Kanye West announced last week that he and Chance the Rapper are working on an album together which will be titled “Good Ass Job.” The two Chicago natives have worked together in the past, but the idea of a whole album together is exciting music fans everywhere.
While Chance’s popularity has exploded in the past two years, his fame is even more intense within the city. He has made a point to remain dedicated to supporting his hometown through multiple organizations and events, but especially his charity, Social Works that benefits that Chicago Public Schooling system. Chance and Chicago are synonymous.
West has shown less of an affinity for the city since his emergence as a pop culture icon in the last decade. He has focused is attention on broad criticism rather than direct involvement, but his recent decision to move back home to Chicago may symbolize the turning of a new leaf.
Chance and Kanye are known for starkly different personas. Chance maintains his image as the humble hometown kid who loves God, the children, and his city. Kanye loves Kanye. He draws constant comparisons between Jesus Christ and himself and never attempts to be perceived as humble.
The album has the potential to not only be wildly successful, but the amount of time the two must spend together to create could allow for the possibility of character changes on both sides. West is no longer a Chicago rapper and Chance is not yet a household name. Are either what the two truly desire, and is the grass just always greener?
Recent years have seen an influx of political involvement by non-political public figures. Using their increased platform to spread messages they deem important has led to plenty of backlash from those with conflicting views. Within the music industry, artists have utilized social media, interviews, and on stage performances to speak to the masses. Few, however, have taken their actual music to a political level. Josh Tillman, the former Fleet Foxes drummer and current solo act known as Father John Misty, challenges this norm with his signature style of critically sarcastic lyricism.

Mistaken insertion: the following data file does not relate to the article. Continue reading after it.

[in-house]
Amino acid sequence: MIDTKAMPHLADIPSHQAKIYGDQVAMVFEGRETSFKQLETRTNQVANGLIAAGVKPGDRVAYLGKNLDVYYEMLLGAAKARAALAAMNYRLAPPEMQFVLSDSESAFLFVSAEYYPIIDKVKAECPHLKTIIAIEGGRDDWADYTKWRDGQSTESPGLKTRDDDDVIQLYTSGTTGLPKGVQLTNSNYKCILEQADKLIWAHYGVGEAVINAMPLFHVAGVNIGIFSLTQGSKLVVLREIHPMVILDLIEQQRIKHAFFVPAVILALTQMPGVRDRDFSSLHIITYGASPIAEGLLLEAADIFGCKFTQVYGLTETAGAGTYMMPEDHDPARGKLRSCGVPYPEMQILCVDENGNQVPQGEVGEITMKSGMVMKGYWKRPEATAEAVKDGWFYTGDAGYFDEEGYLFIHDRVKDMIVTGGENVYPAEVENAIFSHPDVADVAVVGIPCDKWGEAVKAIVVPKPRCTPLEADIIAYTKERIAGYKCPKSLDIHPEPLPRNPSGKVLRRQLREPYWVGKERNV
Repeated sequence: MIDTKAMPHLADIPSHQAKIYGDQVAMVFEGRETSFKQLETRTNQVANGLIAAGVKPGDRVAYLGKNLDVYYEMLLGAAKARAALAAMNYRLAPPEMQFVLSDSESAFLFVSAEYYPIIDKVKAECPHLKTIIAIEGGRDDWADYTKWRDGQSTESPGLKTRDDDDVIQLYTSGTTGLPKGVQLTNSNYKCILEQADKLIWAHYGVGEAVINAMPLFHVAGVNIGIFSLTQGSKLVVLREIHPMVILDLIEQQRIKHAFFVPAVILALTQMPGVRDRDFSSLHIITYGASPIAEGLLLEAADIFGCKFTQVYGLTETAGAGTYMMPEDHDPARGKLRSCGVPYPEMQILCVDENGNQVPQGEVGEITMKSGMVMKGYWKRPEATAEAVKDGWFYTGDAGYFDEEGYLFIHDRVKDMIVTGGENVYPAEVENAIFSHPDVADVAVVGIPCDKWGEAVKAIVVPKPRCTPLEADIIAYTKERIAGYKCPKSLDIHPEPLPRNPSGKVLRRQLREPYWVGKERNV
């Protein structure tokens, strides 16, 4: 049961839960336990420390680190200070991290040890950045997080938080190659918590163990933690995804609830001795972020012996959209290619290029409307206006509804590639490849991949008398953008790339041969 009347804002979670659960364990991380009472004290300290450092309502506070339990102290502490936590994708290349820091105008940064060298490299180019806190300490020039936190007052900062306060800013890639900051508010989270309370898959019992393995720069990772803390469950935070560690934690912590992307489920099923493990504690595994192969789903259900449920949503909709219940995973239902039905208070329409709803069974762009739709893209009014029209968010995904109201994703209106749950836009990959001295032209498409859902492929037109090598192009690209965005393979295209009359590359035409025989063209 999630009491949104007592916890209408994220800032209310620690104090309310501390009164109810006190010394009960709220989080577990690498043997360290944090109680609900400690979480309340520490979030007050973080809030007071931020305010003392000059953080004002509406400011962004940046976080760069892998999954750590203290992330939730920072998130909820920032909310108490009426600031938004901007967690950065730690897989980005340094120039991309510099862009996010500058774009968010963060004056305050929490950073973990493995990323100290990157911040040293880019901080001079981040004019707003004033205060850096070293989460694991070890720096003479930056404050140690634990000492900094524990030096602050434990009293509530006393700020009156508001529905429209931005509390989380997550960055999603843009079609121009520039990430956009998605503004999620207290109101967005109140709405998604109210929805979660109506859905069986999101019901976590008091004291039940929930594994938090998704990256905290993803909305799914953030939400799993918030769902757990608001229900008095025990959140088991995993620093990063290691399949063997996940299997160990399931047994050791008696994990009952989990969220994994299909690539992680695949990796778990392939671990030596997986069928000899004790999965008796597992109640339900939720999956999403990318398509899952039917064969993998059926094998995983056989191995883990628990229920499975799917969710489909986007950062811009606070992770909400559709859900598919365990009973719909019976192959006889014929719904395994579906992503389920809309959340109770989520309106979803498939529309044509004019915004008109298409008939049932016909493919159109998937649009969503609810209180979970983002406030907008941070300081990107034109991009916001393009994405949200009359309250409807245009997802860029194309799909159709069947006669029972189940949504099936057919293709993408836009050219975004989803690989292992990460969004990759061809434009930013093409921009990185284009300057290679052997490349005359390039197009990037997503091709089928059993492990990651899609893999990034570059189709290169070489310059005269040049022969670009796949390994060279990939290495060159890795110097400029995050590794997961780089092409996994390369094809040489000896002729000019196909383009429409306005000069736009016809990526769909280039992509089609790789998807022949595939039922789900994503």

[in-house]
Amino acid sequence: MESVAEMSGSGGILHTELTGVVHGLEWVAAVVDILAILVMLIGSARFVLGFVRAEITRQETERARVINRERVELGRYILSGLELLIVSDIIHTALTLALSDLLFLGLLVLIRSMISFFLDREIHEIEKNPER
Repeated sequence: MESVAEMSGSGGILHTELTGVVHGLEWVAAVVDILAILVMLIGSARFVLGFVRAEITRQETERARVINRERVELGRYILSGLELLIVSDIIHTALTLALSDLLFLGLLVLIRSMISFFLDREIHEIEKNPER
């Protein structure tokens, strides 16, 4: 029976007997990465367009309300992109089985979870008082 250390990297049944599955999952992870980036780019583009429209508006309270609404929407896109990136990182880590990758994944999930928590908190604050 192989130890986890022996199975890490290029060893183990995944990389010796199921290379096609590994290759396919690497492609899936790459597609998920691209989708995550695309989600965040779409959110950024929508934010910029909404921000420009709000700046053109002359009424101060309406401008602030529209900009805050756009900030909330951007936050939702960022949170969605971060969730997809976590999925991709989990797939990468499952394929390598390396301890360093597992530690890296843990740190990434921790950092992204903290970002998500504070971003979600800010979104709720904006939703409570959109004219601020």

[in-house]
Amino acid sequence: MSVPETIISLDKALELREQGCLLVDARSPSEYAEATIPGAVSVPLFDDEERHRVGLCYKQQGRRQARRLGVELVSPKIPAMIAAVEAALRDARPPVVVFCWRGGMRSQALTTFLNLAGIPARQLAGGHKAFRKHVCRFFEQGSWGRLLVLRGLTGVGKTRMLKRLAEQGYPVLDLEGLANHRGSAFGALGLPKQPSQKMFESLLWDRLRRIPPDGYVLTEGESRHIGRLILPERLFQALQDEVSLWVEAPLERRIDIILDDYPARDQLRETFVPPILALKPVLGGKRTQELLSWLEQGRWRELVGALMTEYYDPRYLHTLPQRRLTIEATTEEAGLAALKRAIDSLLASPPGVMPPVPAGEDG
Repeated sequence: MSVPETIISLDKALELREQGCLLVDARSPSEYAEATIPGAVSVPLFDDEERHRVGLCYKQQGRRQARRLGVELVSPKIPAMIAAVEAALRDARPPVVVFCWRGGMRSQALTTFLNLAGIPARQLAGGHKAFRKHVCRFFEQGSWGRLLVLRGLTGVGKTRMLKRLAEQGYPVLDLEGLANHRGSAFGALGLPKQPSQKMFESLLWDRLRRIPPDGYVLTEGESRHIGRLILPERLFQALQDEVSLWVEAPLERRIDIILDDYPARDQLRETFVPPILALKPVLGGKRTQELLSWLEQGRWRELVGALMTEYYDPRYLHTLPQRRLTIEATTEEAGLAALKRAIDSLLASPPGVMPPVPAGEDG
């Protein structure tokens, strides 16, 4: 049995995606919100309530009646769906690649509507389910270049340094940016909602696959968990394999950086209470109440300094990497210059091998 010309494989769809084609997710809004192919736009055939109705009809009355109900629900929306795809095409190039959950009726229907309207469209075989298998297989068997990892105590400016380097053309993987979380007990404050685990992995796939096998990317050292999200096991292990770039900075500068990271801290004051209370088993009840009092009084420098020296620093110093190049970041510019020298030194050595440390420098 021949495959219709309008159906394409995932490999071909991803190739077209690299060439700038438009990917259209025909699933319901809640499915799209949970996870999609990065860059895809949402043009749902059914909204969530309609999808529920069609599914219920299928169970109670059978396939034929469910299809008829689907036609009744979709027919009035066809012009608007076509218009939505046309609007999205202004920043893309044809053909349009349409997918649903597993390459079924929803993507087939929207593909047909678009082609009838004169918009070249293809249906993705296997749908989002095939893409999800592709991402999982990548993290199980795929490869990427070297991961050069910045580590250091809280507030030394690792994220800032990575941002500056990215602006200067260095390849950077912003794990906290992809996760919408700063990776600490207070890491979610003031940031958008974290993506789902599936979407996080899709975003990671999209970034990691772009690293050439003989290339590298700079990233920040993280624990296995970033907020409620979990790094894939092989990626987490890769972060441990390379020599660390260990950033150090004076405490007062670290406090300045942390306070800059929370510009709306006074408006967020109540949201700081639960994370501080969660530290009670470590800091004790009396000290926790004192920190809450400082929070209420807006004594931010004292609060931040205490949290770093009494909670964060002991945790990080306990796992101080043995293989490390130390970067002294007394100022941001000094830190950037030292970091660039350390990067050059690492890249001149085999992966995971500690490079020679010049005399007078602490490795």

Tillman’s casual inclusion of controversial lyrics in his melodic indie ballads can come as a shock to causal listeners. He utilizes a bluntness that is only alive in vulgar raps nowadays. This was in full effect during his recent performance at Douglas Park’s annual Riot Fest when he stopped halfway through his nuanced critique of modern society in “Pure Comedy” to tell the crowd “Oh, it gets worse.”
This uncommon boldness can be viewed as exceptionally courageous in a world of music plagued by palatability. Tillman doesn’t view it this way. He has stated that he finds joy in the negative press his music receives. The backlash is precisely why his ambiguously frank songs are necessary to counter the careful political correctness of modern art.
The Kanye of Indie
“Total Entertainment Forever,” opens with Misty uttering the line “Bedding Taylor Swift every night inside the Oculus Rift.” This drew plenty of comparisons to Kanye West’s infamous line in “Famous” about his potential to still have sex with Swift. The understandable outrage was received on a much smaller scale to West’s due to the two artists significant difference in audience reach, but still found its way into the reporting of music giants like Pitchfork and Rolling Stone.
This addition of vulgarity, as well as the casual way he discusses sensitive subjects like Satanism and suicide, is not new in indie music, but usually comes from far less recognizable artists within the genre. The ability for Tillman to present them in such a way that the possible intentions of irony, criticism, or flat out sarcasm are so difficult to navigate is impressive to say the least.
A Rare Talent
His effortless humor and suave demeanor have allowed the artist to maintain a cult following. His most recent album, “God’s Favorite Customer” has been critically acclaimed and it’s simply the same genius he has been delivering his fans for years. How will the rest of this polarizing figure’s career pan out? Not even Misty cares to know. As he said to Rolling Stone last year, “I think certainty is completely grotesque.”